CIA Director John Brennan Refuses To Tell Congress Who Authorized Senate Spying

Giuseppe Macri Tech Editor
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The CIA’s ongoing defiance of congressional authority continued during a closed-door meeting last week after Director John Brennan refused to tell lawmakers who authorized the illegal surveillance of Senate Intelligence Committee computers, which were used to compile a report on the agency’s interrogation practices.

“I’m concerned there’s disrespect towards the Congress,” Senate Armed Services Committee chairman and Michigan Democrat Carl Levin said in a McClatchy report. “I think it’s arrogant, I think it’s unacceptable.”

Hours before a closed meeting with Brennan and Director of National Security James Clapper on Tuesday, the committee received written notification that Brennan was refusing to answer questions posed to him by California Democrat and Senate Intelligence Committee Chairwoman Dianne Feinstein.

Among those questions were who authorized CIA personnel to infiltrate committee computers, which were used to compile a thorough report on the agency’s Bush-era War on Terror torture interrogation techniques — a report which has yet to be released, as the agency and committee officials continue to spar over redactions. (RELATED: CIA Admits To Infiltrating Senate Computers, Apologizes)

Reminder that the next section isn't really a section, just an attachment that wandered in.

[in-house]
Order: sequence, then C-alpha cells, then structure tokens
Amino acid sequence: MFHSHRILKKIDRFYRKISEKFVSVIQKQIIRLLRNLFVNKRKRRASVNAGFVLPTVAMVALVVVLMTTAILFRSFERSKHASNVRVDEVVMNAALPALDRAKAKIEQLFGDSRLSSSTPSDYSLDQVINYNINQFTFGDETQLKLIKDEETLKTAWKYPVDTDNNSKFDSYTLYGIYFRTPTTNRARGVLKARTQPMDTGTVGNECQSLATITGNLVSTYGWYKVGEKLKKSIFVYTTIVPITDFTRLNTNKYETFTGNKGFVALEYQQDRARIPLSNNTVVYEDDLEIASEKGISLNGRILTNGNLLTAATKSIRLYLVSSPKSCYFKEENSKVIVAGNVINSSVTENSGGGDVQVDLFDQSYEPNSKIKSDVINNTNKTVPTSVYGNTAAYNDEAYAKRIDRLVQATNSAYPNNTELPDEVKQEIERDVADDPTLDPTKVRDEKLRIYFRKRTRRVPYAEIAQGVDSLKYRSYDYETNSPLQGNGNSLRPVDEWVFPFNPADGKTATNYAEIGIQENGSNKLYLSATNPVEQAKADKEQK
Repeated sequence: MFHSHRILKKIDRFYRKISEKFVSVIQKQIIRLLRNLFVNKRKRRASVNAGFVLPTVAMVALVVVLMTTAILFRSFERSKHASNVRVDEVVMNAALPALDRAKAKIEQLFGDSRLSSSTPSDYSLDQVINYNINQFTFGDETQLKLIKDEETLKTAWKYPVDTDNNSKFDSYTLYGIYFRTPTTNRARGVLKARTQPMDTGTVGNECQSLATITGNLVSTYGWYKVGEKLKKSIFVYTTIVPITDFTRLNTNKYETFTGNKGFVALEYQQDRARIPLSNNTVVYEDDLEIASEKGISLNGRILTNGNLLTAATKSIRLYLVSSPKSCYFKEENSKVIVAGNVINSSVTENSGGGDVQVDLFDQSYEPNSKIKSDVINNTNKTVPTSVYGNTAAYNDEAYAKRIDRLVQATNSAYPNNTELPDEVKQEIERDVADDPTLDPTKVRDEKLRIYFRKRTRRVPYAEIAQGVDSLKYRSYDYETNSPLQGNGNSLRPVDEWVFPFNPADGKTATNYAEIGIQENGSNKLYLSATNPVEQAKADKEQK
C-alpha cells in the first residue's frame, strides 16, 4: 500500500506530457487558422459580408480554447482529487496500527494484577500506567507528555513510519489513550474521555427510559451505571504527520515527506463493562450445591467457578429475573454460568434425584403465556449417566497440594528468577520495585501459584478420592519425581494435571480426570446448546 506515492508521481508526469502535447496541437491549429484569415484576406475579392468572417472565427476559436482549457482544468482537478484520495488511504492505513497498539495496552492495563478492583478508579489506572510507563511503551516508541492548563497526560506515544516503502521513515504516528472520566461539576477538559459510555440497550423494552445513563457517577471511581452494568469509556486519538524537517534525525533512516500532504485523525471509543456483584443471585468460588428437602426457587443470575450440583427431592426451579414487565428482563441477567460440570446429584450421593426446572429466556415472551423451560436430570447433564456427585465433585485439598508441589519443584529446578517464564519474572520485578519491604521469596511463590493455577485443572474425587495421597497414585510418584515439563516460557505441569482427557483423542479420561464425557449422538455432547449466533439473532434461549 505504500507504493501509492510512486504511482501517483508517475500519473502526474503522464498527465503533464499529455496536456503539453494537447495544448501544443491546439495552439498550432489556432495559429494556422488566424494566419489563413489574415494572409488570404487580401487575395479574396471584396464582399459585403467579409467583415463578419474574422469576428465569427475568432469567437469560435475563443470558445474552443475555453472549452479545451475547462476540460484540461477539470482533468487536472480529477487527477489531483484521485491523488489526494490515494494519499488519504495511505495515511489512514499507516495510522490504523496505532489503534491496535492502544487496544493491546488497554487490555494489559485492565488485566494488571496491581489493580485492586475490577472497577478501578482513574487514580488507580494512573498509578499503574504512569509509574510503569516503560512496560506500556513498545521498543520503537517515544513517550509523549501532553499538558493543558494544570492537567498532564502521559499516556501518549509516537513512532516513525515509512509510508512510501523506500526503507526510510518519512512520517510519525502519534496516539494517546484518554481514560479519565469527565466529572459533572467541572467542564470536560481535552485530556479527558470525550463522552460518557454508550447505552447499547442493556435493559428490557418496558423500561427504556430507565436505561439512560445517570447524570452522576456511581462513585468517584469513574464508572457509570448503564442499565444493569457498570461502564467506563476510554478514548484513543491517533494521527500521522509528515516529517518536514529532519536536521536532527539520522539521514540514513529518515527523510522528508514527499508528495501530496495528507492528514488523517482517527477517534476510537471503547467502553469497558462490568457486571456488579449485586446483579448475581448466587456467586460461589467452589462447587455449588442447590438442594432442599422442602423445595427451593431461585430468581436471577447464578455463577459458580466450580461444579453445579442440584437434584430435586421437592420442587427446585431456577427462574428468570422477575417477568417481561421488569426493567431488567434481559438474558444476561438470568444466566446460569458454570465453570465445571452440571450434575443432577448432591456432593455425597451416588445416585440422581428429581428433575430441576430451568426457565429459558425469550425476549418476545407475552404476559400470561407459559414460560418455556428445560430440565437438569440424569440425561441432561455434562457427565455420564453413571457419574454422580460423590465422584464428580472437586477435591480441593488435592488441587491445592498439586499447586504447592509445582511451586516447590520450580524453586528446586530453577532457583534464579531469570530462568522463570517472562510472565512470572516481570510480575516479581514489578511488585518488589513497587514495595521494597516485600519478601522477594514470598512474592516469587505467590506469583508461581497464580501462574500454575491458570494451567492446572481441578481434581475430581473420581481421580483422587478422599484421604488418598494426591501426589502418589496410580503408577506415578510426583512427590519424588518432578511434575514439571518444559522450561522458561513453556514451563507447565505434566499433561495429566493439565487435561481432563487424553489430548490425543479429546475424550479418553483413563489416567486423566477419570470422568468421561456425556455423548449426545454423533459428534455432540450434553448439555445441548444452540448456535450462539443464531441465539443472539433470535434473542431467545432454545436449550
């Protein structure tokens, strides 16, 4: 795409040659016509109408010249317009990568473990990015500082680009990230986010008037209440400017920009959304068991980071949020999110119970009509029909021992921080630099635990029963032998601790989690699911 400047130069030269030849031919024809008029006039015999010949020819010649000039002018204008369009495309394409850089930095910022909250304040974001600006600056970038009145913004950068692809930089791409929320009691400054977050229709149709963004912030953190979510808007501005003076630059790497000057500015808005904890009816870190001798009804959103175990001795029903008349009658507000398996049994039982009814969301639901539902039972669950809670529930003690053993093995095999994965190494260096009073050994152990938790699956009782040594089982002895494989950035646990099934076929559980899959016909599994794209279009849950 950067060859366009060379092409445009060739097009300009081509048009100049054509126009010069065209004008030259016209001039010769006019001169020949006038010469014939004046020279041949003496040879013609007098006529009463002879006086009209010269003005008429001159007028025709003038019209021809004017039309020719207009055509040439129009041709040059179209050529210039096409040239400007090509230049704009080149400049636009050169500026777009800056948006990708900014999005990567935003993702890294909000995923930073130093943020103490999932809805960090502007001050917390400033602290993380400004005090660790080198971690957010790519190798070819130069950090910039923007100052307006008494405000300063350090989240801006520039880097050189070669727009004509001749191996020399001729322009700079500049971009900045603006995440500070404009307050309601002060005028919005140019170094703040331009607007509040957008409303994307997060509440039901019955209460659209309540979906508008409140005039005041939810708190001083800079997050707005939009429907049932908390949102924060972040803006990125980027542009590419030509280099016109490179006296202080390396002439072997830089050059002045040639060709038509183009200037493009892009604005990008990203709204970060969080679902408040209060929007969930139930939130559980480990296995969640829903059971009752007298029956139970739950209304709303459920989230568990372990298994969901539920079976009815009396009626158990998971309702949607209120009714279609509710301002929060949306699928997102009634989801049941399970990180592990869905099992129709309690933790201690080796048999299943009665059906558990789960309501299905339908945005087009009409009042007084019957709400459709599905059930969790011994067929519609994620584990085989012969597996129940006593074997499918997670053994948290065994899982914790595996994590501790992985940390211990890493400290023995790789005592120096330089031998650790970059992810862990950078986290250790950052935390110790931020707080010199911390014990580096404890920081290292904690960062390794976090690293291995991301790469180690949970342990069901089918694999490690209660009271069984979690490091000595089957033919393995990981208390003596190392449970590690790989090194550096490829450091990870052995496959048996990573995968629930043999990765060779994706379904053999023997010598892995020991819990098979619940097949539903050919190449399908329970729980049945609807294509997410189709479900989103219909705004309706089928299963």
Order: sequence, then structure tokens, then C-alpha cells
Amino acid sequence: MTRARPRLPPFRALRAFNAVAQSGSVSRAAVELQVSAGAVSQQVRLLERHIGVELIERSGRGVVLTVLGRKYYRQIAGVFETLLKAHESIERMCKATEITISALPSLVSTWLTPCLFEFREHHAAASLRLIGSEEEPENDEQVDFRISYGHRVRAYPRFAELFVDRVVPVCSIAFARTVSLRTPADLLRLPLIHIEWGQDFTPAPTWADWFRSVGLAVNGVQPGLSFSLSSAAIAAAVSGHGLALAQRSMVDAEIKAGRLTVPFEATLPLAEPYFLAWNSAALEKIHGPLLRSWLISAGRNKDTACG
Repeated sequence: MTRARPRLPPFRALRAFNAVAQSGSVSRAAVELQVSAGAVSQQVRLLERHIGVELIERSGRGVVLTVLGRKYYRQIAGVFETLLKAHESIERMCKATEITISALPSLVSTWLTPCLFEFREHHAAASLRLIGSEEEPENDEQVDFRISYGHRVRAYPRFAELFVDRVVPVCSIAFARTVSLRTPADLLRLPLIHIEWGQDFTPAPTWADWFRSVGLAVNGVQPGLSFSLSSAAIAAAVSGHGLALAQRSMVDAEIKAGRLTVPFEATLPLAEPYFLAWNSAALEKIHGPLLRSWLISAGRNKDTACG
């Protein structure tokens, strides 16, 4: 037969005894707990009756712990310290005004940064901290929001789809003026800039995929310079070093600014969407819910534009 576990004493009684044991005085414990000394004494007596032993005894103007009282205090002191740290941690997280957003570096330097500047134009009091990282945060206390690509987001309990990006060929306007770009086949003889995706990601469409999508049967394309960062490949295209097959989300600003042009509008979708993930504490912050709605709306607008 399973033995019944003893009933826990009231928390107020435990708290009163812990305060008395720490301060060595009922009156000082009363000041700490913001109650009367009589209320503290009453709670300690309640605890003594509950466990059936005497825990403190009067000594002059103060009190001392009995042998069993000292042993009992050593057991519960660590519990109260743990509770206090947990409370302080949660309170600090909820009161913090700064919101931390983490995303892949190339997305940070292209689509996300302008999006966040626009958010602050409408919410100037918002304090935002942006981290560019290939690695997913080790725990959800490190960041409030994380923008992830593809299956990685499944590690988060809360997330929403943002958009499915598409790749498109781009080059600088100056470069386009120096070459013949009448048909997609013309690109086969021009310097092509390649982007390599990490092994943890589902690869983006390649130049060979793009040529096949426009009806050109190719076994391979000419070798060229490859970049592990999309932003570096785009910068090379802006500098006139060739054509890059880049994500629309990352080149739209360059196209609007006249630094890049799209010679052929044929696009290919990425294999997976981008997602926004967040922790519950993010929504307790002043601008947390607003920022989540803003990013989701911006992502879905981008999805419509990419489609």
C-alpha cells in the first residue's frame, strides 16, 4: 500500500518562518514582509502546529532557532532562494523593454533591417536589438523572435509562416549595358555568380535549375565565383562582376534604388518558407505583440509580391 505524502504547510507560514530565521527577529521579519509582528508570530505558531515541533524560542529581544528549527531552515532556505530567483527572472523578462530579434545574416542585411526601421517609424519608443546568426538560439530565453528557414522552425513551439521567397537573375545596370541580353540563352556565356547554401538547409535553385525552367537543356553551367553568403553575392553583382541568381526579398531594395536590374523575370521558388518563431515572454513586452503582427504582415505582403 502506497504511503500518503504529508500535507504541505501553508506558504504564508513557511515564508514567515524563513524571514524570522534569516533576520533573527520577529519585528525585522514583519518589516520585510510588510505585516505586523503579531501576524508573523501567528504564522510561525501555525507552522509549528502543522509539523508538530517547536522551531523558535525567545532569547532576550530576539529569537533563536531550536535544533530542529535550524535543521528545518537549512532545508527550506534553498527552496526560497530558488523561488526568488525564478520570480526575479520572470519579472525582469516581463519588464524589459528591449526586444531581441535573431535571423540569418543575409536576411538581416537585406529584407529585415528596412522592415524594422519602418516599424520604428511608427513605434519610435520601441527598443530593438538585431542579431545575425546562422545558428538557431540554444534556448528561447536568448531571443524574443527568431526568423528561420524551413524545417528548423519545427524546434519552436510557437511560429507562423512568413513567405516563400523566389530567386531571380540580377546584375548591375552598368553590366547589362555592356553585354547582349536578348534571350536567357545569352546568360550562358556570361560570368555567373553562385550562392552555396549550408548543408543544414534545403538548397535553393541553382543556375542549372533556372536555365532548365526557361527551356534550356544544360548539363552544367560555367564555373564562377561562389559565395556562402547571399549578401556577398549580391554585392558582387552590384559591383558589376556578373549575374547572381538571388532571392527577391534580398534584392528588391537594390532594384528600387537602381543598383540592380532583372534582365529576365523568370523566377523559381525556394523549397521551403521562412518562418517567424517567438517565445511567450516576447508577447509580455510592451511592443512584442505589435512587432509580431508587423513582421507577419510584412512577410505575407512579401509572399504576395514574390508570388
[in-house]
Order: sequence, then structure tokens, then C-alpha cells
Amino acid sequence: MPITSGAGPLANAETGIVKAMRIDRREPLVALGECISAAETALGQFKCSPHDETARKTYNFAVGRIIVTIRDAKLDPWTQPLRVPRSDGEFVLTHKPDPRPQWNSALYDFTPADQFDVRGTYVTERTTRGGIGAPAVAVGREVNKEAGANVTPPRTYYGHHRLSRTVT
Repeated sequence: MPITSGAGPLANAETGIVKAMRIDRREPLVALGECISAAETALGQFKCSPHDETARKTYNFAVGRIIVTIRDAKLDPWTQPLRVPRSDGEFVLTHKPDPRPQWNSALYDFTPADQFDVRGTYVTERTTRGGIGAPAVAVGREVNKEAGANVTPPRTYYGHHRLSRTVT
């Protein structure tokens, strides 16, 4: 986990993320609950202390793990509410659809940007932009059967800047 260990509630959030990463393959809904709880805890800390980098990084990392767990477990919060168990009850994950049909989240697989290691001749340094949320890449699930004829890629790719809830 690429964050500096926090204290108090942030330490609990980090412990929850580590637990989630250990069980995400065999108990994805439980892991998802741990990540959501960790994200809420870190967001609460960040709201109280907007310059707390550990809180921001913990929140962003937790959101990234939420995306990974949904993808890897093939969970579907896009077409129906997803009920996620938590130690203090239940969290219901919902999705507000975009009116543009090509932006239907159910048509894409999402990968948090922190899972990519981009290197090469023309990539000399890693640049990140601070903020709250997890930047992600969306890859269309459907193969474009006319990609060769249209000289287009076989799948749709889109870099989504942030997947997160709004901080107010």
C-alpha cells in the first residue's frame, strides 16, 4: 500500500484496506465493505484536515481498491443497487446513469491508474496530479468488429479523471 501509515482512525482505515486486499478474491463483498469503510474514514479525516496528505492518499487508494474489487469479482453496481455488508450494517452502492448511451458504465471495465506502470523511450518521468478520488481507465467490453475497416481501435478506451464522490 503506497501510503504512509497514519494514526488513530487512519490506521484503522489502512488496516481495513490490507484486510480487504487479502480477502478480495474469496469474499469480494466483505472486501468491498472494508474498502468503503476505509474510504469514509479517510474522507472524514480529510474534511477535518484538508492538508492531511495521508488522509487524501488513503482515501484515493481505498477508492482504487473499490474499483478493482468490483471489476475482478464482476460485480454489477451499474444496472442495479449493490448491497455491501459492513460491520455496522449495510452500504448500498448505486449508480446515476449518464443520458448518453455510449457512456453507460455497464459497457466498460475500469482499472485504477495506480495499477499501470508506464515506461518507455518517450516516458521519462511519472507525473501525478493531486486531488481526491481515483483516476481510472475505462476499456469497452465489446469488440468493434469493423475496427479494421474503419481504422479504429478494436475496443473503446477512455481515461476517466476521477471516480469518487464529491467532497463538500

While the meeting was originally scheduled to discuss ISIS, outrage over Brennan’s refusal sparked a renewed debate between the two entities, which was unofficially considered resolved after the CIA inspector general released a report confirming the incident, and Brennan admitted and apologized to Feinstein. The Justice Department subsequently concluded there wasn’t enough evidence to pursue an investigation.

Brennan reportedly went so far as to raise his voice at the California Democrat during a heated exchange.

According to CIA spokesman Dean Boyd, Brennan refused to answer the questions on the grounds that doing so could compromise a CIA-sanctioned investigation into the matter headed up by former Indiana Democratic Sen. Evan Bayh. Brennan instead referred the questions to CIA IG David Buckley.

“Nobody in the executive branch should get away with not answering questions to a legitimate legislative inquiry,” Levin said in the report. “It may or may not be appropriate for the (CIA) IG to answer, but it’s not appropriate for Brennan to refuse to answer. If he doesn’t know the answers, he can say so.”

Colorado Democratic Sen. Mark Udall, who has been calling for Brennan’s resignation since the IG report came out, said the incident prompted him to renew his insistence that Brennan step down.

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